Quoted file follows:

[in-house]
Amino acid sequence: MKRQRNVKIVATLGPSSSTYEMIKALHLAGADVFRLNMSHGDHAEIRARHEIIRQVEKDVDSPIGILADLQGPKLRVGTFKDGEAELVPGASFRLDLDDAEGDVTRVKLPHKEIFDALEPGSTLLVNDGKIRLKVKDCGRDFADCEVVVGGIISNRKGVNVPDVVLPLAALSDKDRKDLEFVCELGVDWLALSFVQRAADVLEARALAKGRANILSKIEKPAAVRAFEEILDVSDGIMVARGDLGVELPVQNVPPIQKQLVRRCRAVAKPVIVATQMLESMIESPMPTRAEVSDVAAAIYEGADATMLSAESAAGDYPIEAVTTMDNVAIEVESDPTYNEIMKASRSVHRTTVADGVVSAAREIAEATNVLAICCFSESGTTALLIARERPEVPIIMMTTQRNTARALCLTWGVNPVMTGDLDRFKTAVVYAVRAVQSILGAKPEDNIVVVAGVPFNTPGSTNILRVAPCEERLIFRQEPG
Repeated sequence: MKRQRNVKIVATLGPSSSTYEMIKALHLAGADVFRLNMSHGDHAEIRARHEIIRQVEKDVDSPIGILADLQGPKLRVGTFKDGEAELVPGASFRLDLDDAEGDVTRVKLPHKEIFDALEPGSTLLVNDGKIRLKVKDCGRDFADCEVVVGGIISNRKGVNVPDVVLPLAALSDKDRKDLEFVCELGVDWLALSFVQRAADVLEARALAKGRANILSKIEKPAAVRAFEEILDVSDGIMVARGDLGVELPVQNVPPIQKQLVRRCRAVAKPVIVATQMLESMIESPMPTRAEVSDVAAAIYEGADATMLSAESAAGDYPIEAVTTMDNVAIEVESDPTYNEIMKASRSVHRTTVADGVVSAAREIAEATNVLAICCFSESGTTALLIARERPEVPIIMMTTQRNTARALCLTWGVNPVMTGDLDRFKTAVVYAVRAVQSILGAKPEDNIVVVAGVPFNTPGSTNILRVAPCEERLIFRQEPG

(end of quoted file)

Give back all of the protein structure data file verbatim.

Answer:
[in-house]
Amino acid sequence: MKRQRNVKIVATLGPSSSTYEMIKALHLAGADVFRLNMSHGDHAEIRARHEIIRQVEKDVDSPIGILADLQGPKLRVGTFKDGEAELVPGASFRLDLDDAEGDVTRVKLPHKEIFDALEPGSTLLVNDGKIRLKVKDCGRDFADCEVVVGGIISNRKGVNVPDVVLPLAALSDKDRKDLEFVCELGVDWLALSFVQRAADVLEARALAKGRANILSKIEKPAAVRAFEEILDVSDGIMVARGDLGVELPVQNVPPIQKQLVRRCRAVAKPVIVATQMLESMIESPMPTRAEVSDVAAAIYEGADATMLSAESAAGDYPIEAVTTMDNVAIEVESDPTYNEIMKASRSVHRTTVADGVVSAAREIAEATNVLAICCFSESGTTALLIARERPEVPIIMMTTQRNTARALCLTWGVNPVMTGDLDRFKTAVVYAVRAVQSILGAKPEDNIVVVAGVPFNTPGSTNILRVAPCEERLIFRQEPG
Repeated sequence: MKRQRNVKIVATLGPSSSTYEMIKALHLAGADVFRLNMSHGDHAEIRARHEIIRQVEKDVDSPIGILADLQGPKLRVGTFKDGEAELVPGASFRLDLDDAEGDVTRVKLPHKEIFDALEPGSTLLVNDGKIRLKVKDCGRDFADCEVVVGGIISNRKGVNVPDVVLPLAALSDKDRKDLEFVCELGVDWLALSFVQRAADVLEARALAKGRANILSKIEKPAAVRAFEEILDVSDGIMVARGDLGVELPVQNVPPIQKQLVRRCRAVAKPVIVATQMLESMIESPMPTRAEVSDVAAAIYEGADATMLSAESAAGDYPIEAVTTMDNVAIEVESDPTYNEIMKASRSVHRTTVADGVVSAAREIAEATNVLAICCFSESGTTALLIARERPEVPIIMMTTQRNTARALCLTWGVNPVMTGDLDRFKTAVVYAVRAVQSILGAKPEDNIVVVAGVPFNTPGSTNILRVAPCEERLIFRQEPG